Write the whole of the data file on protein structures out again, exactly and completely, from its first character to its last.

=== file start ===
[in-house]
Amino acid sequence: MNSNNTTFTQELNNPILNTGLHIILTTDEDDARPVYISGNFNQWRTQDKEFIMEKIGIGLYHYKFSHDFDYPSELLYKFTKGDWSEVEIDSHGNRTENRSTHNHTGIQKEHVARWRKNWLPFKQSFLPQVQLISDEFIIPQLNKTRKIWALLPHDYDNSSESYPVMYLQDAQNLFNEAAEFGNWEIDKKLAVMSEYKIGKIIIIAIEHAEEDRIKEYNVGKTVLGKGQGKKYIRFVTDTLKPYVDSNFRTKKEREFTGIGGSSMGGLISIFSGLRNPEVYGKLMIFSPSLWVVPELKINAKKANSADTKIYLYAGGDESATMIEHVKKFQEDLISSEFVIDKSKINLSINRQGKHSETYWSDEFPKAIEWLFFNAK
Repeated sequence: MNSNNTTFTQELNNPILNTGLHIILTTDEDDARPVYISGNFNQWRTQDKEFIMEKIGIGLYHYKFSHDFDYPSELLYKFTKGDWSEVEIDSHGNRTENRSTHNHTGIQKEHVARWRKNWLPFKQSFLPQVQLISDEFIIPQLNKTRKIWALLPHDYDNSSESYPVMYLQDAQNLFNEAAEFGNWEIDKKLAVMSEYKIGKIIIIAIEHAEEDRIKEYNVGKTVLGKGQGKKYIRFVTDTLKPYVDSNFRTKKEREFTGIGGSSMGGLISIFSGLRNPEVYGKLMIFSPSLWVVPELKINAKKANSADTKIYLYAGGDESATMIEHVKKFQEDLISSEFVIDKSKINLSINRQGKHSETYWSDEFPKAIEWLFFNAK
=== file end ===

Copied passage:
[in-house]
Amino acid sequence: MNSNNTTFTQELNNPILNTGLHIILTTDEDDARPVYISGNFNQWRTQDKEFIMEKIGIGLYHYKFSHDFDYPSELLYKFTKGDWSEVEIDSHGNRTENRSTHNHTGIQKEHVARWRKNWLPFKQSFLPQVQLISDEFIIPQLNKTRKIWALLPHDYDNSSESYPVMYLQDAQNLFNEAAEFGNWEIDKKLAVMSEYKIGKIIIIAIEHAEEDRIKEYNVGKTVLGKGQGKKYIRFVTDTLKPYVDSNFRTKKEREFTGIGGSSMGGLISIFSGLRNPEVYGKLMIFSPSLWVVPELKINAKKANSADTKIYLYAGGDESATMIEHVKKFQEDLISSEFVIDKSKINLSINRQGKHSETYWSDEFPKAIEWLFFNAK
Repeated sequence: MNSNNTTFTQELNNPILNTGLHIILTTDEDDARPVYISGNFNQWRTQDKEFIMEKIGIGLYHYKFSHDFDYPSELLYKFTKGDWSEVEIDSHGNRTENRSTHNHTGIQKEHVARWRKNWLPFKQSFLPQVQLISDEFIIPQLNKTRKIWALLPHDYDNSSESYPVMYLQDAQNLFNEAAEFGNWEIDKKLAVMSEYKIGKIIIIAIEHAEEDRIKEYNVGKTVLGKGQGKKYIRFVTDTLKPYVDSNFRTKKEREFTGIGGSSMGGLISIFSGLRNPEVYGKLMIFSPSLWVVPELKINAKKANSADTKIYLYAGGDESATMIEHVKKFQEDLISSEFVIDKSKINLSINRQGKHSETYWSDEFPKAIEWLFFNAK